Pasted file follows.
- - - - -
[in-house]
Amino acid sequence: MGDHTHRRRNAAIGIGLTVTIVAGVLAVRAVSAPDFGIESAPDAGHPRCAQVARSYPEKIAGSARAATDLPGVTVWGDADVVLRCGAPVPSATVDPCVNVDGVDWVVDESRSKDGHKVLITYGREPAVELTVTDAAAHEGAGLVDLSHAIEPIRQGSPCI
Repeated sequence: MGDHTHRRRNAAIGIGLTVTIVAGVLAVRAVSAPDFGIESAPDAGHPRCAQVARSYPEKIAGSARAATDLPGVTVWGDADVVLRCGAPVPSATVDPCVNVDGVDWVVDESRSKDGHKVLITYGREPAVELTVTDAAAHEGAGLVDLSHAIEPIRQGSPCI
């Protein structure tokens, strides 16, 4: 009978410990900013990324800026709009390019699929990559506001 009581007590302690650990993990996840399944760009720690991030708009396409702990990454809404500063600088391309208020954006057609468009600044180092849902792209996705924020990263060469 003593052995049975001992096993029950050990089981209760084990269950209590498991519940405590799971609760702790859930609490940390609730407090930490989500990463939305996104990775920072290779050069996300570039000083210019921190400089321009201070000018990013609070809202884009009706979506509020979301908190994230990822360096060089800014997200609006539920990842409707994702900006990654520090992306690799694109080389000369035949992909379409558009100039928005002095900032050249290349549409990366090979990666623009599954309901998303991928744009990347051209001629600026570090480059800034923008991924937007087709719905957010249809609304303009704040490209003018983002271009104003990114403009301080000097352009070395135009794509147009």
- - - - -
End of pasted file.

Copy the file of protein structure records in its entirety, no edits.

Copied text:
[in-house]
Amino acid sequence: MGDHTHRRRNAAIGIGLTVTIVAGVLAVRAVSAPDFGIESAPDAGHPRCAQVARSYPEKIAGSARAATDLPGVTVWGDADVVLRCGAPVPSATVDPCVNVDGVDWVVDESRSKDGHKVLITYGREPAVELTVTDAAAHEGAGLVDLSHAIEPIRQGSPCI
Repeated sequence: MGDHTHRRRNAAIGIGLTVTIVAGVLAVRAVSAPDFGIESAPDAGHPRCAQVARSYPEKIAGSARAATDLPGVTVWGDADVVLRCGAPVPSATVDPCVNVDGVDWVVDESRSKDGHKVLITYGREPAVELTVTDAAAHEGAGLVDLSHAIEPIRQGSPCI
């Protein structure tokens, strides 16, 4: 009978410990900013990324800026709009390019699929990559506001 009581007590302690650990993990996840399944760009720690991030708009396409702990990454809404500063600088391309208020954006057609468009600044180092849902792209996705924020990263060469 003593052995049975001992096993029950050990089981209760084990269950209590498991519940405590799971609760702790859930609490940390609730407090930490989500990463939305996104990775920072290779050069996300570039000083210019921190400089321009201070000018990013609070809202884009009706979506509020979301908190994230990822360096060089800014997200609006539920990842409707994702900006990654520090992306690799694109080389000369035949992909379409558009100039928005002095900032050249290349549409990366090979990666623009599954309901998303991928744009990347051209001629600026570090480059800034923008991924937007087709719905957010249809609304303009704040490209003018983002271009104003990114403009301080000097352009070395135009794509147009």